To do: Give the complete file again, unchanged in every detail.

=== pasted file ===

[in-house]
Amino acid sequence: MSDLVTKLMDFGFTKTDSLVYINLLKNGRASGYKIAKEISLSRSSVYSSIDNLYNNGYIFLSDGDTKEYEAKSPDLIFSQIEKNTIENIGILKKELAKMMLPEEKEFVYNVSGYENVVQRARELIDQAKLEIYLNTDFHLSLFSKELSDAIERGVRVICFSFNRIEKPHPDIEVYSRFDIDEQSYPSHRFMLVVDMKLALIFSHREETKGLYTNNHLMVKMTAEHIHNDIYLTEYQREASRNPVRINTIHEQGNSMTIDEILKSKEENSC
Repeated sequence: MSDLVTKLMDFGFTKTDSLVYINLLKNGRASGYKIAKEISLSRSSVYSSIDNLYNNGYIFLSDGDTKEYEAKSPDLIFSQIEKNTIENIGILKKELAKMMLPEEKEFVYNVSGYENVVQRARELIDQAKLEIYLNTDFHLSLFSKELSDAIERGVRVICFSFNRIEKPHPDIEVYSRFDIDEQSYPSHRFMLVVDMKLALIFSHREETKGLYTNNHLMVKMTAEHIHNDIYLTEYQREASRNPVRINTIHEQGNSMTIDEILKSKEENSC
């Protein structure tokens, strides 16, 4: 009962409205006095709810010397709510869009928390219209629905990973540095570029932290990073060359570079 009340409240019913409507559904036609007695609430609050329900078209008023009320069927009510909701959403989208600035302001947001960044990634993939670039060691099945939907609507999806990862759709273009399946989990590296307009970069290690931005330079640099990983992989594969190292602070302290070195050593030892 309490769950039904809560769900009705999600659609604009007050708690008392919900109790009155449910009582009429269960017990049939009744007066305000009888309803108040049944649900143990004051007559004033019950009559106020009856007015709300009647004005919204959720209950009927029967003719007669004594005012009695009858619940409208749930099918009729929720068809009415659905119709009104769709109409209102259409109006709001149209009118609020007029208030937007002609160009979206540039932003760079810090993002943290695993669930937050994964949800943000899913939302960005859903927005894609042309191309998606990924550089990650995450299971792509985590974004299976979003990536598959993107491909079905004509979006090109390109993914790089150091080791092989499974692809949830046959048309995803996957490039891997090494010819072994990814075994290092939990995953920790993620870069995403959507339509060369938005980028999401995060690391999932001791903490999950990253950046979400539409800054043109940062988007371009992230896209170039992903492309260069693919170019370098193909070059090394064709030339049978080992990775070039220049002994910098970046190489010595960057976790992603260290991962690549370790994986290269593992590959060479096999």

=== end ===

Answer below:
[in-house]
Amino acid sequence: MSDLVTKLMDFGFTKTDSLVYINLLKNGRASGYKIAKEISLSRSSVYSSIDNLYNNGYIFLSDGDTKEYEAKSPDLIFSQIEKNTIENIGILKKELAKMMLPEEKEFVYNVSGYENVVQRARELIDQAKLEIYLNTDFHLSLFSKELSDAIERGVRVICFSFNRIEKPHPDIEVYSRFDIDEQSYPSHRFMLVVDMKLALIFSHREETKGLYTNNHLMVKMTAEHIHNDIYLTEYQREASRNPVRINTIHEQGNSMTIDEILKSKEENSC
Repeated sequence: MSDLVTKLMDFGFTKTDSLVYINLLKNGRASGYKIAKEISLSRSSVYSSIDNLYNNGYIFLSDGDTKEYEAKSPDLIFSQIEKNTIENIGILKKELAKMMLPEEKEFVYNVSGYENVVQRARELIDQAKLEIYLNTDFHLSLFSKELSDAIERGVRVICFSFNRIEKPHPDIEVYSRFDIDEQSYPSHRFMLVVDMKLALIFSHREETKGLYTNNHLMVKMTAEHIHNDIYLTEYQREASRNPVRINTIHEQGNSMTIDEILKSKEENSC
């Protein structure tokens, strides 16, 4: 009962409205006095709810010397709510869009928390219209629905990973540095570029932290990073060359570079 009340409240019913409507559904036609007695609430609050329900078209008023009320069927009510909701959403989208600035302001947001960044990634993939670039060691099945939907609507999806990862759709273009399946989990590296307009970069290690931005330079640099990983992989594969190292602070302290070195050593030892 309490769950039904809560769900009705999600659609604009007050708690008392919900109790009155449910009582009429269960017990049939009744007066305000009888309803108040049944649900143990004051007559004033019950009559106020009856007015709300009647004005919204959720209950009927029967003719007669004594005012009695009858619940409208749930099918009729929720068809009415659905119709009104769709109409209102259409109006709001149209009118609020007029208030937007002609160009979206540039932003760079810090993002943290695993669930937050994964949800943000899913939302960005859903927005894609042309191309998606990924550089990650995450299971792509985590974004299976979003990536598959993107491909079905004509979006090109390109993914790089150091080791092989499974692809949830046959048309995803996957490039891997090494010819072994990814075994290092939990995953920790993620870069995403959507339509060369938005980028999401995060690391999932001791903490999950990253950046979400539409800054043109940062988007371009992230896209170039992903492309260069693919170019370098193909070059090394064709030339049978080992990775070039220049002994910098970046190489010595960057976790992603260290991962690549370790994986290269593992590959060479096999």